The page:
Photo (cc) by Marc Veraart
More American retirees are trying out new lives abroad, particularly in warm southern climates where living is cheaper.
[A total of] 373,224 retired Americans were living abroad in 2013 — an increase from the 346,216 reported in 2011, according to the Social Security Administration.
The largest number, 68,054, live in Canada, followed by Japan with 32,143, Mexico with 27,512, Germany with 24,499 and Britain with 22,729. Other nations with a large number of retired Americans include Greece, Poland, Italy, Israel and the Philippines.
The appeal of a new, adventurous life is huge; even the challenges and constant learning are part of the fun. But don’t leave home wearing rose-colored glasses. Make sure you can answer these seven questions before you relocate:
1. Do you know what you’re getting into?
Life being what it is, your new life is likely to include ups, downs and obstacles. Maximize your chances of success by anticipating the biggest issues. For example, research the cost of living by visiting a few times before you move.
Learn from the experience of others by visiting online expat forums and online publications. Transitions Abroad is a portal for expats with lots of links and resources, including:
An American who retired with her husband to a small Welsh village told The New York Times that “she has found that expatriate blogs written by fellow Americans are ‘phenomenal’ for advice and insights on matters like taxation, health care and insurance.”
- “The Biggest Expat Regrets About Moving to France” in The Local, an English-language publication in France.
- “What You Need to Know Before Retiring Abroad” from MarketWatch.
- Merrill Lynch’s list of things to consider when retiring abroad.
2. What’s your disaster plan?
It’s hard to read cues in another culture. Don’t assume a place is safe (or dangerous) from appearances alone. Be alert, bone up on current issues and have backup plans in case of trouble.
Research your destination. The State Department’s Office of American Citizens Services and Crisis Management has detailed, current information about crime, kidnappings, civil unrest by country and often by city. You’ll find emergency phone numbers for the countries you’ll visit, and you can read up on local health, transportation, and laws and criminal penalties.
Here’s one example of the level of detail you’ll find, from the site’s advice on traveling in Ecuador, a popular retiree destination:
Remain vigilant when contracting professional services for assistance with Ecuadorian visas, real estate transactions, or customs brokering for imported household effects.
U.S. citizen retirees regularly complain about unethical practices by lawyers, real estate agents and others who have taken advantage of their lack of knowledge about local language, laws and culture, resulting in costly losses and little hope for a remedy through the local judicial system.
Carry emergency contact information. Keep a paper copy of your emergency contact numbers in your wallet. Also, add your emergency contact information to the spot provided in your passport. Consider using the State Department’s Smart Traveler Enrollment Program to store your location information so a U.S. embassy or consulate can reach you or your emergency contacts if necessary.
Copy your passport. Photocopy the data page of your passport and give it, with your emergency contact information, to one or two people you trust, one in your new home and another in the U.S.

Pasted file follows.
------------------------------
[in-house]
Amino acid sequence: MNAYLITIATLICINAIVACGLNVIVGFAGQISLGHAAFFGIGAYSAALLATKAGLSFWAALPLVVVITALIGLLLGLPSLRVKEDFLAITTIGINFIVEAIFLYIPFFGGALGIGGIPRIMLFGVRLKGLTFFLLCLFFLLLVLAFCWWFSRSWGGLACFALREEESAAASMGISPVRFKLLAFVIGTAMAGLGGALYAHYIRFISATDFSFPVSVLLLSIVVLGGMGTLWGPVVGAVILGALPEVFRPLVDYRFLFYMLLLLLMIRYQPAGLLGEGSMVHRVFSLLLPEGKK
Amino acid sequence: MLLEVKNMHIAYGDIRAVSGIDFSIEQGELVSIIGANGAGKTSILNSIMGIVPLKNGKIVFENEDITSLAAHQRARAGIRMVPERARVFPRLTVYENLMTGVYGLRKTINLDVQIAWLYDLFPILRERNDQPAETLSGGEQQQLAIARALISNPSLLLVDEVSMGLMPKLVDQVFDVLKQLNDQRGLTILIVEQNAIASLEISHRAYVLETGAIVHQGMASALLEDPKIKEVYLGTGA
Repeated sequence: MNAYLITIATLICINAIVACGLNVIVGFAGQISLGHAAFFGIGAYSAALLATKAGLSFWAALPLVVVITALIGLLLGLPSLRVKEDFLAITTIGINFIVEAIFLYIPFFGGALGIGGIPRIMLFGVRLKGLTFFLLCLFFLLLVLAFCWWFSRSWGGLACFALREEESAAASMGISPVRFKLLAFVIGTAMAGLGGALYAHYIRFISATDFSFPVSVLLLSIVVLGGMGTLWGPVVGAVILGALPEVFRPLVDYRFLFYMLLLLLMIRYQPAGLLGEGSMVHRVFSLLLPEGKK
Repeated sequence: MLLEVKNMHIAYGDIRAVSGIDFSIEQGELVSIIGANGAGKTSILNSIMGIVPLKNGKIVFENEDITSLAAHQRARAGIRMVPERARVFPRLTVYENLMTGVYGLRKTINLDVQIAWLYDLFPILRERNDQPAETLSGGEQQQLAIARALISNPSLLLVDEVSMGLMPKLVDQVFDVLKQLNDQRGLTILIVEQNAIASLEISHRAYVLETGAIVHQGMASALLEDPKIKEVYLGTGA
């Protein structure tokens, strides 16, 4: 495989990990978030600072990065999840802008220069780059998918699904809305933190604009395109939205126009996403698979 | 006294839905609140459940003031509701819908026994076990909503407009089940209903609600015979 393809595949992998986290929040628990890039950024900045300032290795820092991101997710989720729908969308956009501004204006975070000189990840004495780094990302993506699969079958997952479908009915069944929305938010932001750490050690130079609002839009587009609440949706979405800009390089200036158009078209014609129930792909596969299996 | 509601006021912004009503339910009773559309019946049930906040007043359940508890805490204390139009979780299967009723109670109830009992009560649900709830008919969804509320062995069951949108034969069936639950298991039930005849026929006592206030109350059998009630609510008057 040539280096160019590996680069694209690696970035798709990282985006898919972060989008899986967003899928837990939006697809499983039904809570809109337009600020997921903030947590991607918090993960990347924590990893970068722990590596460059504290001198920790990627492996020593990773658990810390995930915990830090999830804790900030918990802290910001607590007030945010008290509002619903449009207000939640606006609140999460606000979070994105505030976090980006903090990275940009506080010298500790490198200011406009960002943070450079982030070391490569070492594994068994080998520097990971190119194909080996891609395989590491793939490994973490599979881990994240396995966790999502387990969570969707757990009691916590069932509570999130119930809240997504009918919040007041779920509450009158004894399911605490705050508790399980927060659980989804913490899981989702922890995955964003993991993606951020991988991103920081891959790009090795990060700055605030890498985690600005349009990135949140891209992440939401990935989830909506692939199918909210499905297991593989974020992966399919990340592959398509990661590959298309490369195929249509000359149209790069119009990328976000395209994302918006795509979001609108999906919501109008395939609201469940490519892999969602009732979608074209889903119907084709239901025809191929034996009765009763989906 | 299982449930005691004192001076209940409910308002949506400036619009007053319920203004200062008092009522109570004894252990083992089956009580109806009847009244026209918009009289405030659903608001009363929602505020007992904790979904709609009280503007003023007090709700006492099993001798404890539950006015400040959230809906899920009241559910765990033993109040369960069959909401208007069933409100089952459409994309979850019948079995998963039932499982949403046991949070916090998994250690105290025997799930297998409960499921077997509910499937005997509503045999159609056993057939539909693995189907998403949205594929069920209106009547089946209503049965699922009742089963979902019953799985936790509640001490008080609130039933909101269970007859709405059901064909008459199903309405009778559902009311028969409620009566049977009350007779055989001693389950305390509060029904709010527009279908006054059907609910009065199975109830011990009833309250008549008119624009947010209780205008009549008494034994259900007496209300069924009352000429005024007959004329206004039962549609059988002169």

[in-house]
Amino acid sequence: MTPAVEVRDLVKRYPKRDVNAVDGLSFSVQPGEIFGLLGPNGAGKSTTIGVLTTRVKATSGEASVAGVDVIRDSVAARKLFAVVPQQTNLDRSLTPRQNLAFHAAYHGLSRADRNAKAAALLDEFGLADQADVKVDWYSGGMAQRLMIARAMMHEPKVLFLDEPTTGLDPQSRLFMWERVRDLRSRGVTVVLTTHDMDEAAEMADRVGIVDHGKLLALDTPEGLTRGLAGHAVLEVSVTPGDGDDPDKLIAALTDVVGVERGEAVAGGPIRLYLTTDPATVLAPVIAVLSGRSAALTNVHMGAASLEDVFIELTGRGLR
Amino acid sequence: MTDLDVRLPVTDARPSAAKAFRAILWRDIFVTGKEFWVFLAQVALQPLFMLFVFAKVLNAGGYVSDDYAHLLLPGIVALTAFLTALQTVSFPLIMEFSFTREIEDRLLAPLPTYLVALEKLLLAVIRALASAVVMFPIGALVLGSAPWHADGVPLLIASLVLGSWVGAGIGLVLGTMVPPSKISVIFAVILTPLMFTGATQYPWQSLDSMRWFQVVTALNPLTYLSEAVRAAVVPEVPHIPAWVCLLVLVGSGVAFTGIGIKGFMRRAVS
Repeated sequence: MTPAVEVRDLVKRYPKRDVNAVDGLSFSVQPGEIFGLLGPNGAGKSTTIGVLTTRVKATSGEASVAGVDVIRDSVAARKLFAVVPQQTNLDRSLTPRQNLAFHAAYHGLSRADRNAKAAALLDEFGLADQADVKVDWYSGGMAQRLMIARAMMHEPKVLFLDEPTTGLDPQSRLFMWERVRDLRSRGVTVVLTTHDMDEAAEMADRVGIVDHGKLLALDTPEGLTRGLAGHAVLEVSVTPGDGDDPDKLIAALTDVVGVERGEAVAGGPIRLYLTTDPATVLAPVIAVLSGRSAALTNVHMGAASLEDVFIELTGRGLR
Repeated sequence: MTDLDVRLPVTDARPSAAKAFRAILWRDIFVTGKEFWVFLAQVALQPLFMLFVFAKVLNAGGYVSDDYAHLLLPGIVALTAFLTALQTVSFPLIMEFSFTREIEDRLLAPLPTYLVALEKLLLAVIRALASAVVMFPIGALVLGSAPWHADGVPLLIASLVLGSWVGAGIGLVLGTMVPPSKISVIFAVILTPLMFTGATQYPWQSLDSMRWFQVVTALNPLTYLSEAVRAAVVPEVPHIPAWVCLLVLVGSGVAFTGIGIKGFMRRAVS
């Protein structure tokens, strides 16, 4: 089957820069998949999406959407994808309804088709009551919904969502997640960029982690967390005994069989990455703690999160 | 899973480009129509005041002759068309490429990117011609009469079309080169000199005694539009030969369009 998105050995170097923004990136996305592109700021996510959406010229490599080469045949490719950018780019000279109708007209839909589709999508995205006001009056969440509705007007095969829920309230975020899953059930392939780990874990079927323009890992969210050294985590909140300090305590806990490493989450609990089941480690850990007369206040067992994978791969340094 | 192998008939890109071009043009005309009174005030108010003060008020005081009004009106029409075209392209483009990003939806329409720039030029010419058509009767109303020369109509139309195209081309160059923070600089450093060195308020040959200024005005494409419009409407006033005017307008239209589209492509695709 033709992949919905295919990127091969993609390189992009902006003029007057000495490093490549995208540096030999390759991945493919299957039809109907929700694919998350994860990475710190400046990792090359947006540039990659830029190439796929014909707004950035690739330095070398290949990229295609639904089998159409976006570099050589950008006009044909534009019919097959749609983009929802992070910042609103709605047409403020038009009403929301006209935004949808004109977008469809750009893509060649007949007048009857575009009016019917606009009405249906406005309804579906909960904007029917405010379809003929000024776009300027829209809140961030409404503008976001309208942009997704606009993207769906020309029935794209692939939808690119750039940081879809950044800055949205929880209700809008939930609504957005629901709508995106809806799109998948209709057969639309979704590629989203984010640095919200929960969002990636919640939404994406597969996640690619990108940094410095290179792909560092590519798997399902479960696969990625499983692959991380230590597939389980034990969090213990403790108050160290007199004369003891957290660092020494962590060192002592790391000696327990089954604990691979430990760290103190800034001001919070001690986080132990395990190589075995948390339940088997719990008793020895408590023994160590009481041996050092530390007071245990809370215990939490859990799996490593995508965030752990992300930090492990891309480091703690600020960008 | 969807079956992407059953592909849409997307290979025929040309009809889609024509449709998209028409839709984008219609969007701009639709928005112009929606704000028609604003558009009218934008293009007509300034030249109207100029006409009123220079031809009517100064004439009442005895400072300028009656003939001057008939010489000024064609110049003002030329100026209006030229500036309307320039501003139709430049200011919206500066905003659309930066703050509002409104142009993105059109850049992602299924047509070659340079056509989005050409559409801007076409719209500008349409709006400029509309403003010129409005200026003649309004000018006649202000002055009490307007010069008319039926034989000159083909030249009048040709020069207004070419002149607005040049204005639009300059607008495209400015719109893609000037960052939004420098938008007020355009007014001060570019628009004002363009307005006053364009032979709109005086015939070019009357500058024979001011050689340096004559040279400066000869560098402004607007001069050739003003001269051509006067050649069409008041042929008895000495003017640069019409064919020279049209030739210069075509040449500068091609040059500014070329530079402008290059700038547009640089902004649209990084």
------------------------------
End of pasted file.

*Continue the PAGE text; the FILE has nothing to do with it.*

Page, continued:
Have a communications plan. Designate someone to be your family’s contact in an emergency. Even when local phones aren’t working, you may be able to call outside your area. If you become separated from family or friends in a disaster or emergency, everyone can report in to your central contact who relays messages.
3. Are you realistic about real estate?
Wait to buy. Wait at least a year before buying real estate to learn more about your new home, its real estate market, the pros and cons of various neighborhoods, and to find out if you really like it enough to stay.
Be wary of helpful strangers. Scammers and con artists prey on real estate shoppers. When looking at property, take nothing you’re told at face value until you’ve confirmed it, wrote Kathleen Peddicord, author of “How to Retire Overseas: Everything You Need to Know to Live Well (for Less) Abroad,” in an article in U.S. News & World Report. Peddicord points out that overseas real estate markets don’t always have the legal regulation found at home. Her tips:
- Research a property’s title thoroughly.
- Vet a developer.
- Learn any restrictions on foreign ownership of property.
- Learn the best way to take title.
- Have an exit strategy.
- Budget for all the costs involved.
When purchasing, use an independent real estate attorney who represents no other parties in the transaction.
4. Have you met with an accountant?
Taxes and financial management can be complex when you live abroad. To learn the rules, have at least one consultation with an accountant or tax attorney who works with Americans abroad.
Federal income tax. Even when living abroad, you are still on the hook for U.S. income tax. “Your worldwide income is subject to U.S. income tax, regardless of where you reside,” says the Internal Revenue Service website on Taxpayers Living Abroad. Details are in IRS Publication 54 (2013), “Tax Guide for U.S. Citizens and Resident Aliens Abroad.”
Individual taxpayers get an exemption of about $100,000, says The Wall Street Journal article “Offshore Accounts: What to Do Now.” It says Americans “also can claim a credit for foreign taxes paid on both earned and unearned income — such as that from investments — though the credit may not completely compensate for double taxation.”
State income tax. Check with individual states about state income tax requirements.